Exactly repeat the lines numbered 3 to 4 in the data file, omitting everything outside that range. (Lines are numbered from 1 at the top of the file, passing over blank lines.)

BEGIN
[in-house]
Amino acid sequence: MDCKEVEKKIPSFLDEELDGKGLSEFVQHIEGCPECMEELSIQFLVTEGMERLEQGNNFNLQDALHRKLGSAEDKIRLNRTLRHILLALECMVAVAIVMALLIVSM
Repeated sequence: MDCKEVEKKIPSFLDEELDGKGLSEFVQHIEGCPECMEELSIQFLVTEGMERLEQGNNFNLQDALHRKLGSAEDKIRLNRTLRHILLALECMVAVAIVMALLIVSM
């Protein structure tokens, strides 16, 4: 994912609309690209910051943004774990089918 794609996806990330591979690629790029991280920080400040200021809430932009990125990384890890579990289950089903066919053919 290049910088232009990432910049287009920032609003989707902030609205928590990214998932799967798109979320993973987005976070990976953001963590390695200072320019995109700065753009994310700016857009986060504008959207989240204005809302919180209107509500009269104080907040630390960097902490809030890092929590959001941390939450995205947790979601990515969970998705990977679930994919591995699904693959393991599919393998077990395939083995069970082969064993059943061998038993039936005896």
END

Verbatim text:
Repeated sequence: MDCKEVEKKIPSFLDEELDGKGLSEFVQHIEGCPECMEELSIQFLVTEGMERLEQGNNFNLQDALHRKLGSAEDKIRLNRTLRHILLALECMVAVAIVMALLIVSM
């Protein structure tokens, strides 16, 4: 994912609309690209910051943004774990089918 794609996806990330591979690629790029991280920080400040200021809430932009990125990384890890579990289950089903066919053919 290049910088232009990432910049287009920032609003989707902030609205928590990214998932799967798109979320993973987005976070990976953001963590390695200072320019995109700065753009994310700016857009986060504008959207989240204005809302919180209107509500009269104080907040630390960097902490809030890092929590959001941390939450995205947790979601990515969970998705990977679930994919591995699904693959393991599919393998077990395939083995069970082969064993059943061998038993039936005896």